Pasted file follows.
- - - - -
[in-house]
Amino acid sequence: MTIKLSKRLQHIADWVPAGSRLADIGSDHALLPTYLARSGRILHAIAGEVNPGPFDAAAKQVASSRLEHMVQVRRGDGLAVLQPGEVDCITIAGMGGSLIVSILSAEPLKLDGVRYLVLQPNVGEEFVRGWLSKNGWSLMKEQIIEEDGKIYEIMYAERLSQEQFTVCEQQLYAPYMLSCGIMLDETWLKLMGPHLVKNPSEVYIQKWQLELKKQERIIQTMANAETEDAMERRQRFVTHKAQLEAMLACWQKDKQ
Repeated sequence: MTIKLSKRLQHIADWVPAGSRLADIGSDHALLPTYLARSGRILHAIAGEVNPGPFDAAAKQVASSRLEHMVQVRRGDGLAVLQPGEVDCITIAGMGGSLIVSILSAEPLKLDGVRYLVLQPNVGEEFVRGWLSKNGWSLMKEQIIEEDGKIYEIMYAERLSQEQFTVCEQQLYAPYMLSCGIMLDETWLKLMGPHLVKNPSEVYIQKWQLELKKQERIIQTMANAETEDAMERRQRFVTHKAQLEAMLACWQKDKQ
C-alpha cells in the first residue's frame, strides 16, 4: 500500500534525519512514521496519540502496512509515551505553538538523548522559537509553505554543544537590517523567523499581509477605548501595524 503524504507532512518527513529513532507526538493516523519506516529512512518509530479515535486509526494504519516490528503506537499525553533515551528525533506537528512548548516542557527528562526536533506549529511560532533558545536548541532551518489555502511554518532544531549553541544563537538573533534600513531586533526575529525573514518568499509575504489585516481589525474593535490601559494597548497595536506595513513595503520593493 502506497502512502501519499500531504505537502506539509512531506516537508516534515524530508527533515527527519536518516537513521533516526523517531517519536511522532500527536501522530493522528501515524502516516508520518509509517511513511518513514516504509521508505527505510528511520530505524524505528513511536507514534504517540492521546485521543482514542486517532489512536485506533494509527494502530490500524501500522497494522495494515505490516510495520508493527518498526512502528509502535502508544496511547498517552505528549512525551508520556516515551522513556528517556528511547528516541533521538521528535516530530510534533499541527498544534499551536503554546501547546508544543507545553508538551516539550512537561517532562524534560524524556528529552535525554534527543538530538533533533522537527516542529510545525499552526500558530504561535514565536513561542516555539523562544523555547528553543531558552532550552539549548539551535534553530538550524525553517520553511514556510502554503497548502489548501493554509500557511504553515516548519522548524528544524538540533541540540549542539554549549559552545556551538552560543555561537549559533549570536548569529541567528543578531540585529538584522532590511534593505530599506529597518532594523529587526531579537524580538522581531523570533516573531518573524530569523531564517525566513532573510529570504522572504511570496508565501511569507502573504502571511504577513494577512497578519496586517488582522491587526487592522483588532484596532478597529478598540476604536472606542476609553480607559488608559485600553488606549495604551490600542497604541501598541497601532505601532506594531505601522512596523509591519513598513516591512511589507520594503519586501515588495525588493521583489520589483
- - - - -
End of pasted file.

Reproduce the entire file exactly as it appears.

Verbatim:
[in-house]
Amino acid sequence: MTIKLSKRLQHIADWVPAGSRLADIGSDHALLPTYLARSGRILHAIAGEVNPGPFDAAAKQVASSRLEHMVQVRRGDGLAVLQPGEVDCITIAGMGGSLIVSILSAEPLKLDGVRYLVLQPNVGEEFVRGWLSKNGWSLMKEQIIEEDGKIYEIMYAERLSQEQFTVCEQQLYAPYMLSCGIMLDETWLKLMGPHLVKNPSEVYIQKWQLELKKQERIIQTMANAETEDAMERRQRFVTHKAQLEAMLACWQKDKQ
Repeated sequence: MTIKLSKRLQHIADWVPAGSRLADIGSDHALLPTYLARSGRILHAIAGEVNPGPFDAAAKQVASSRLEHMVQVRRGDGLAVLQPGEVDCITIAGMGGSLIVSILSAEPLKLDGVRYLVLQPNVGEEFVRGWLSKNGWSLMKEQIIEEDGKIYEIMYAERLSQEQFTVCEQQLYAPYMLSCGIMLDETWLKLMGPHLVKNPSEVYIQKWQLELKKQERIIQTMANAETEDAMERRQRFVTHKAQLEAMLACWQKDKQ
C-alpha cells in the first residue's frame, strides 16, 4: 500500500534525519512514521496519540502496512509515551505553538538523548522559537509553505554543544537590517523567523499581509477605548501595524 503524504507532512518527513529513532507526538493516523519506516529512512518509530479515535486509526494504519516490528503506537499525553533515551528525533506537528512548548516542557527528562526536533506549529511560532533558545536548541532551518489555502511554518532544531549553541544563537538573533534600513531586533526575529525573514518568499509575504489585516481589525474593535490601559494597548497595536506595513513595503520593493 502506497502512502501519499500531504505537502506539509512531506516537508516534515524530508527533515527527519536518516537513521533516526523517531517519536511522532500527536501522530493522528501515524502516516508520518509509517511513511518513514516504509521508505527505510528511520530505524524505528513511536507514534504517540492521546485521543482514542486517532489512536485506533494509527494502530490500524501500522497494522495494515505490516510495520508493527518498526512502528509502535502508544496511547498517552505528549512525551508520556516515551522513556528517556528511547528516541533521538521528535516530530510534533499541527498544534499551536503554546501547546508544543507545553508538551516539550512537561517532562524534560524524556528529552535525554534527543538530538533533533522537527516542529510545525499552526500558530504561535514565536513561542516555539523562544523555547528553543531558552532550552539549548539551535534553530538550524525553517520553511514556510502554503497548502489548501493554509500557511504553515516548519522548524528544524538540533541540540549542539554549549559552545556551538552560543555561537549559533549570536548569529541567528543578531540585529538584522532590511534593505530599506529597518532594523529587526531579537524580538522581531523570533516573531518573524530569523531564517525566513532573510529570504522572504511570496508565501511569507502573504502571511504577513494577512497578519496586517488582522491587526487592522483588532484596532478597529478598540476604536472606542476609553480607559488608559485600553488606549495604551490600542497604541501598541497601532505601532506594531505601522512596523509591519513598513516591512511589507520594503519586501515588495525588493521583489520589483